Petersburg Police officers acquire three extra drones

Petersburg Police officers acquire three extra drones
Police drone

PETERSBURG, VA (WWBT) - In Petersburg, the police department is taking to the sky, hoping drones will help them fight crime.

The department just acquired three new drones that will join the one drone the department already had, but state law restricts how police departments are able to use them.

"As we get technologies, so do the criminals, so we have to be ahead of them in the curve," said Officer Bill Smith.

One tool Petersburg police officers are using is drones. The department now has four - reportedly more than any other city our county law enforcement agency in Central Virginia.

"If we're looking for a missing child or a missing person, this drone can cover a large area very vastly, as opposed to what it would take us to do a search and rescue of that individual," Smith said.

Petersburg used a drone following the devastating fire at the High Street Lofts back in January.

"After it was extinguished by a great job from our fire partners, they had to get into the building to make some assessments. It wasn't safe to do so, so we used the drone from a safe vantage point to go into that structure," said Chief Kenneth Miller.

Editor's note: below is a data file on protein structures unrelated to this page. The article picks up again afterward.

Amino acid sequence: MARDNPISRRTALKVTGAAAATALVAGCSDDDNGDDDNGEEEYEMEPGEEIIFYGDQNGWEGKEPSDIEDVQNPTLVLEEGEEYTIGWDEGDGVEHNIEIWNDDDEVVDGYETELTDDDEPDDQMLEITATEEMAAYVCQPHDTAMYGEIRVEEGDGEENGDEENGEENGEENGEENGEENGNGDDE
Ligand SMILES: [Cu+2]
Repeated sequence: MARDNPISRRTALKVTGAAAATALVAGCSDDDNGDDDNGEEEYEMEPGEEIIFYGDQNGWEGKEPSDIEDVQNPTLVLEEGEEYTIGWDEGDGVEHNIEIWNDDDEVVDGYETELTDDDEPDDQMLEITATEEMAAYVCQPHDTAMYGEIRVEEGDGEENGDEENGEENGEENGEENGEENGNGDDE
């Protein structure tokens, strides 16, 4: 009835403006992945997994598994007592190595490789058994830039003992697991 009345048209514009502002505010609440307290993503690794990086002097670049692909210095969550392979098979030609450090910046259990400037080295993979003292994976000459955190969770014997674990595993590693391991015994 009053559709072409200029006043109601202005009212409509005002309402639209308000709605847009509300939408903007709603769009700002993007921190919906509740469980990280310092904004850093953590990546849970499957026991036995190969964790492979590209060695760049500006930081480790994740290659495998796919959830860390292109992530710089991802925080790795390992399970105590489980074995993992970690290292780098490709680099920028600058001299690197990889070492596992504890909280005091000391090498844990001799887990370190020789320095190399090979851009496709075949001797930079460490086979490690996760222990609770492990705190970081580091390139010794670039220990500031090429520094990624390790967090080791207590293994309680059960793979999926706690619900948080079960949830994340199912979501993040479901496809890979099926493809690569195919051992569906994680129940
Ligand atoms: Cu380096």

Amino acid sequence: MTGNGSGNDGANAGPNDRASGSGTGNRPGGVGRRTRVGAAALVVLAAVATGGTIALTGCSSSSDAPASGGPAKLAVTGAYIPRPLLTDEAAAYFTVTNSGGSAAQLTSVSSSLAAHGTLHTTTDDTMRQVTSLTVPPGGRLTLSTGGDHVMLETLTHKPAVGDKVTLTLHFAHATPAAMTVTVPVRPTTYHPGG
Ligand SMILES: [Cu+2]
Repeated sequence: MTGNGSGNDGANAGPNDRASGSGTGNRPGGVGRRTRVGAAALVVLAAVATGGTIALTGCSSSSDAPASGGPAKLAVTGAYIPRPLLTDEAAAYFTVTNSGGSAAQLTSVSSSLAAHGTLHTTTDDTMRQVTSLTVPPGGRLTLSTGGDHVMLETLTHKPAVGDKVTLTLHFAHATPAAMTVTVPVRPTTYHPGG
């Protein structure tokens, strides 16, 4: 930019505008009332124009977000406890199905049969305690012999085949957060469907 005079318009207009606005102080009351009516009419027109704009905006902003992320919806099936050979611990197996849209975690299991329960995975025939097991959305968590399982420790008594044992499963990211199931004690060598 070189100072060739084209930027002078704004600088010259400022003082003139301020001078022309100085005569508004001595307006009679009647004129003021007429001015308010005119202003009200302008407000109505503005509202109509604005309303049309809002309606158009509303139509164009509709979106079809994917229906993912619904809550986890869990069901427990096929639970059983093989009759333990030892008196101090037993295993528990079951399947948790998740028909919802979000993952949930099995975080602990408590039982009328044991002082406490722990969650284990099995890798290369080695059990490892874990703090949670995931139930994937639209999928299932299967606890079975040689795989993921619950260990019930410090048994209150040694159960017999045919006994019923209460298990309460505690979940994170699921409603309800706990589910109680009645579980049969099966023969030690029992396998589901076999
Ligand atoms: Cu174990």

The ACLU has been vocal about drones, previously pushing an effort that led to a two-year ban on police being able to use drones. That ban was lifted in 2015, when lawmakers decided police can use them - with limitations.

"Drones have many beneficial uses, including in search-and-rescue missions, scientific research, mapping, and more. But deployed without proper regulation, drones equipped with facial recognition software, infrared technology, and speakers capable of monitoring personal conversations would cause unprecedented invasions of our privacy rights…." the ACLU wrote on its website.

"We're the police, and we have to follow the law," Miller said.

He says that's why his department has two licensed pilots with other officers in training.

"We can't just arbitrarily go on someone else's property, as we [would not] in any other case, and just assume something. There has to be probable cause, a warrant will be obtained," Miller said.

When it is, Petersburg could be watching you - from above.

"This is just one element in which we can get ahead of the game in surveillance," Smith added.

The police department obtained the three additional drones by returning old cameras the department wasn't using back to the manufacturer. That means the drones came at no cost to the city.

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